Cyclocross

Best MTB tyres 2022: The ultimate all-round trail, XC and enduro rubber – Expert Reviews

The best MTB tyres are more than just rubber hoops, they’re transformative tools that dictate how a bike handles. Choosing the right tyres to suit your style of riding and local conditions is the cheapest and most effective way to drastically improve performance and ride feel.

Buy right and you’ll reduce punctures, spend less time wrestling with tyre levers, and ultimately be able to hit berms, booters, rocks and roots with a heightened sense of confidence. Forget about the electronic groupsets, Kashima-coated forks and carbon-fibre rims; if you really want to upgrade your bike, getting the right rubber should be your first port of call.

Unfortunately, it’s not a simple case of one size fits all. The best MTB tyres come in all sorts of widths, tread patterns and varying degrees of knobliness. Different tyres perform best in different conditions, but to keep things simple, we’ll look at the best all-round option for each of the key mountain-biking disciplines: XC, trail and enduro/downhill. We’ll also look at the best tyre for riding in mud.

Ready to take your riding up a gear and bag some KOMs on your local trails? Our selection of the best MTB tyres for every type of riding will hopefully help you to do exactly that.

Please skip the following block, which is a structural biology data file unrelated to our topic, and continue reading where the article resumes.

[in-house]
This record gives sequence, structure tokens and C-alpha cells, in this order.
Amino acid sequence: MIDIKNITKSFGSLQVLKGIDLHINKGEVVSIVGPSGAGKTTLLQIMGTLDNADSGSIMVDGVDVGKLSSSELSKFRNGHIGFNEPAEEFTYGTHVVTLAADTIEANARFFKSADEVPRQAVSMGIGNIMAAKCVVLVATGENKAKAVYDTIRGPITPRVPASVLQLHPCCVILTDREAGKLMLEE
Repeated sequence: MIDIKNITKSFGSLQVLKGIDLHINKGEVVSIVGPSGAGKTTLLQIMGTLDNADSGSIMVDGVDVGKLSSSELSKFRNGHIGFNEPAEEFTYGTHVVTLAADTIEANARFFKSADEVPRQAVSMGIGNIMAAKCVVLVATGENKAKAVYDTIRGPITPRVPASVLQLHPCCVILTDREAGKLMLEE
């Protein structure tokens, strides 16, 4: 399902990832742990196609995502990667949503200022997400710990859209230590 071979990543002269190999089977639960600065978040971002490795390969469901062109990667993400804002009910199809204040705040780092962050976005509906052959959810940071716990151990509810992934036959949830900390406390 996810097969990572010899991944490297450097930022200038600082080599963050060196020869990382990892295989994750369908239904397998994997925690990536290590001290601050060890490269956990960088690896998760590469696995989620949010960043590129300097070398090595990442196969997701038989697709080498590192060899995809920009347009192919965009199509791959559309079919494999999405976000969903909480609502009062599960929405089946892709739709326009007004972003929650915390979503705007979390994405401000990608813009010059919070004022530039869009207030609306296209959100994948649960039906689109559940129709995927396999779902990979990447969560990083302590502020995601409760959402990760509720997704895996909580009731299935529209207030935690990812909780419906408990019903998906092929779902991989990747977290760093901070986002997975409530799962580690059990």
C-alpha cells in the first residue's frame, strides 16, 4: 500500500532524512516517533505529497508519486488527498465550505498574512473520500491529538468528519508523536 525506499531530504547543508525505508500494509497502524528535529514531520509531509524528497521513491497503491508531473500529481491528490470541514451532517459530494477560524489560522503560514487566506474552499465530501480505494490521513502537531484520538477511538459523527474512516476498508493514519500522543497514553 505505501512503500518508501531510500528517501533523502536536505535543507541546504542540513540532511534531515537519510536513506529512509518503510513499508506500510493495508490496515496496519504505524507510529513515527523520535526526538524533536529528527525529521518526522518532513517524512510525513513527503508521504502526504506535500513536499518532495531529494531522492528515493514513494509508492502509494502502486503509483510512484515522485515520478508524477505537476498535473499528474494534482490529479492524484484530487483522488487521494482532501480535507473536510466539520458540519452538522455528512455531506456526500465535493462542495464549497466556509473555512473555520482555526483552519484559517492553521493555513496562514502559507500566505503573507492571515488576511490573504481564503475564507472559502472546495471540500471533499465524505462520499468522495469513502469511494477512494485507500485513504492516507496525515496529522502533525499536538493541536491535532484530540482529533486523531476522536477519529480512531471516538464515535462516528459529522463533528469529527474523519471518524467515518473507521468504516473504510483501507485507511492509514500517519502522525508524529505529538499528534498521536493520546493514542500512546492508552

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Best MTB tyres: At a glance

  • Best XC tyre | Vittoria Barzo TNT
  • Best enduro/downhill tyre |
  • Best trail tyre |
  • Best all-mountain tyre |

How to choose the best MTB tyres for you

What type of MTB tyres do I need?

Mountain biking is split into several disciplines, and which tyre will be best for you depends on what type of riding you do. The key thing that differentiates types of tyres is the tread pattern and width, which directly affect how the rubber rolls, grips, climbs and corners. Before buying a new set of tyres for your bike, first decide which of the following categories best describes your style of riding.

  • XC: Cross-country (or XC) mountain biking is all about distance and speed. The terrain isn’t usually too technical, so the key requirements of a tyre are low rolling resistance, low weight and grip.
  • Enduro/downhill: Enduro and downhill let gravity do (most of) the work. Terrain is often technical, with tight bermed corners, drop offs and lots of roots and rocks. The best tyres for the job need to be extremely robust, grippy and wide, but, in the case of enduro, still be capable of climbing back uphill without too much difficulty.